Imperial College London

DrElaineFuertes

Faculty of MedicineNational Heart & Lung Institute

Imperial College Junior Research Fellow
 
 
 
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Contact

 

+44 (0)20 7594 7939e.fuertes

 
 
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Location

 

Emmanuel Kaye BuildingRoyal Brompton Campus

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Summary

 

Publications

Citation

BibTex format

@article{Fuertes:2019:10.1371/journal.pone.0222578,
author = {Fuertes, E and Carsin, A-E and Garcia-Larsen, V and Guerra, S and Pin, I and Leynaert, B and Accordini, S and Martinez-Moratalla, J and Antó, JM and Urrutia, I and Le, Gouellec A and Heinrich, J and Gislason, T and Jõgi, R and Janson, C and Jarvis, D and Garcia-Aymerich, J},
doi = {10.1371/journal.pone.0222578},
journal = {PLoS One},
title = {The role of C-reactive protein levels on the association of physical activity with lung function in adults},
url = {http://dx.doi.org/10.1371/journal.pone.0222578},
volume = {14},
year = {2019}
}

RIS format (EndNote, RefMan)

TY  - JOUR
AB - ObjectiveRegular physical activity may be associated with improved lung function via reduced systemic inflammation, although studies exploring this mechanism are rare. We evaluated the role of C-reactive protein in blood, which is a common marker of systemic inflammation, on the association of physical activity with forced expiratory volume in one second and forced vital capacity.MethodsCross-sectional data on spirometry, C-reactive protein levels and self-reported physical activity (yes/no; ≥2 times and ≥1hr per week of vigorous physical activity) were available in the European Community Respiratory Health Survey (N = 2347 adults, 49.3% male, 28–56 years-old). A subsample was also assessed 10 years later using the International Physical Activity Questionnaire, and tertiles of Metabolic Equivalent of Task—minutes per week spent in vigorous, moderate and walking activities were calculated (N = 671, 49.6% male, 40–67 years-old). Adjusted cross-sectional mixed linear regression models and the “mediate” package in “R” were used to assess the presence of mediation.ResultsDespite positive significant associations between nearly all physical activity metrics with forced expiratory volume in one second and forced vital capacity, there was no evidence that C-reactive protein levels played a role. An influence of C-reactive protein levels was only apparent in the smaller subsample when comparing the medium to low tertiles of moderate activity (mean difference [95% CIs]: 21.1ml [5.2, 41.9] for forced expiratory volume in one second and 17.3ml [2.6, 38.0] for forced vital capacity).ConclusionsIn a population of adults, we found no consistent evidence that the association of physical activity with forced expiratory volume in one second or forced vital capacity is influenced by the level of C-reactive protein in blood.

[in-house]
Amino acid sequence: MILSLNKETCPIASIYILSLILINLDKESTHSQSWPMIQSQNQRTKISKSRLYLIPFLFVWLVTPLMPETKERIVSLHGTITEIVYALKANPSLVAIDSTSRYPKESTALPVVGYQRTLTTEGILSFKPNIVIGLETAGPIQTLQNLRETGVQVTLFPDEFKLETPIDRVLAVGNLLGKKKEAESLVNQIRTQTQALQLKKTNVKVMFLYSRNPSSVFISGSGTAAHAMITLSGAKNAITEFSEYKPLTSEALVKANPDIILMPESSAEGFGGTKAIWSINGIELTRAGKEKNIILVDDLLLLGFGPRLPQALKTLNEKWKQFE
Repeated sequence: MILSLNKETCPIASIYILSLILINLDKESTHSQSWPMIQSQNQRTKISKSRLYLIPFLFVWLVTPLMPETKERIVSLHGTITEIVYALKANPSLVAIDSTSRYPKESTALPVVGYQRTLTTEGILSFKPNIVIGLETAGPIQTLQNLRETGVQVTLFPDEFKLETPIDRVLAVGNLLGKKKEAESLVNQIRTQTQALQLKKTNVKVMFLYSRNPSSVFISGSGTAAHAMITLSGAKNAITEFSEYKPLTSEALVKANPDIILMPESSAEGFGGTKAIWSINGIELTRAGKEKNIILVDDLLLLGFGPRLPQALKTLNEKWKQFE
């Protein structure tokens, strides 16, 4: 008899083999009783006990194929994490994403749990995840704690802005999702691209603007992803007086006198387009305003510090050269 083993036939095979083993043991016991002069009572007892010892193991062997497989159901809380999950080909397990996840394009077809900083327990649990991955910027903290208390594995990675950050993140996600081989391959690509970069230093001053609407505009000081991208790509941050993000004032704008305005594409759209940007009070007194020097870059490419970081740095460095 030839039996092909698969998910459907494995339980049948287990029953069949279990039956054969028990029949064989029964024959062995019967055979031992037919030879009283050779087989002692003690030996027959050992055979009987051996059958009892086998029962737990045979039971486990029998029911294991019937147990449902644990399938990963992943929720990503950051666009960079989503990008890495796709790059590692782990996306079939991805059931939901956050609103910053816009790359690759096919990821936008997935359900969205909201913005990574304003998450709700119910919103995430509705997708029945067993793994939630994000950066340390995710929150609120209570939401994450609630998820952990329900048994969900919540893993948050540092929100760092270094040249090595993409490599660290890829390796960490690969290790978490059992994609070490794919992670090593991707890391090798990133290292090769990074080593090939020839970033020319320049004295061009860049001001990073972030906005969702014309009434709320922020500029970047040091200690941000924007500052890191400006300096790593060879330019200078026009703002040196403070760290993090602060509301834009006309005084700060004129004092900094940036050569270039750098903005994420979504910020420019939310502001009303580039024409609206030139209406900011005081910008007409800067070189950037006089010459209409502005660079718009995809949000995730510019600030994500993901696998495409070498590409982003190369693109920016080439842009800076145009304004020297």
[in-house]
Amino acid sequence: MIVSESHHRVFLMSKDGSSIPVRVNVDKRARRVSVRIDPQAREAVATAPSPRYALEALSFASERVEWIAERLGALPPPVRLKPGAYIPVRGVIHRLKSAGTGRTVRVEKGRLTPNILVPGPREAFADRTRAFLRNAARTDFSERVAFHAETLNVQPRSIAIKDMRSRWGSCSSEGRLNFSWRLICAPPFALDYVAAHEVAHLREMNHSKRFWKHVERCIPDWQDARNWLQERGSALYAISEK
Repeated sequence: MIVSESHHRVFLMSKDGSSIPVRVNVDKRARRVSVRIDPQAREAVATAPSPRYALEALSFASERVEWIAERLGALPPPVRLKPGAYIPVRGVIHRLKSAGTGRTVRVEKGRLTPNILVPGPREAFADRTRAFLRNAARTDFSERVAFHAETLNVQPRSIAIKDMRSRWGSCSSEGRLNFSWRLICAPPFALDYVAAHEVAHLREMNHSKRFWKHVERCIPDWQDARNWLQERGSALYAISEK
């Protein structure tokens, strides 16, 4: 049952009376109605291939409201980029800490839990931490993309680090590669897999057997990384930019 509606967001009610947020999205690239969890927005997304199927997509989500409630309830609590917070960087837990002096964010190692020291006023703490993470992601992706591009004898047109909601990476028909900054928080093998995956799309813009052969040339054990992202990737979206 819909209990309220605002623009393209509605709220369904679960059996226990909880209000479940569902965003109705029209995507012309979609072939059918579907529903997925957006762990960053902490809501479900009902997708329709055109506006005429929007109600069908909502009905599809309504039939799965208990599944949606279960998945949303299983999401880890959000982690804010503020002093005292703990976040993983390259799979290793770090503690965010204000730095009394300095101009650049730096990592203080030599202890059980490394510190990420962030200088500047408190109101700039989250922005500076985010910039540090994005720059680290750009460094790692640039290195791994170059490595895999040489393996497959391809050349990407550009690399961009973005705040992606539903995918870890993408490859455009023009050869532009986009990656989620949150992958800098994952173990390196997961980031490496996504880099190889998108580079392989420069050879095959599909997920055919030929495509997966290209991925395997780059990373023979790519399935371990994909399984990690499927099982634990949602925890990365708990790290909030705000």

AU - Fuertes,E
AU - Carsin,A-E
AU - Garcia-Larsen,V
AU - Guerra,S
AU - Pin,I
AU - Leynaert,B
AU - Accordini,S
AU - Martinez-Moratalla,J
AU - Antó,JM
AU - Urrutia,I
AU - Le,Gouellec A
AU - Heinrich,J
AU - Gislason,T
AU - Jõgi,R
AU - Janson,C
AU - Jarvis,D
AU - Garcia-Aymerich,J
DO - 10.1371/journal.pone.0222578
PY - 2019///
SN - 1932-6203
TI - The role of C-reactive protein levels on the association of physical activity with lung function in adults
T2 - PLoS One
UR - http://dx.doi.org/10.1371/journal.pone.0222578
UR - http://hdl.handle.net/10044/1/73600
VL - 14
ER -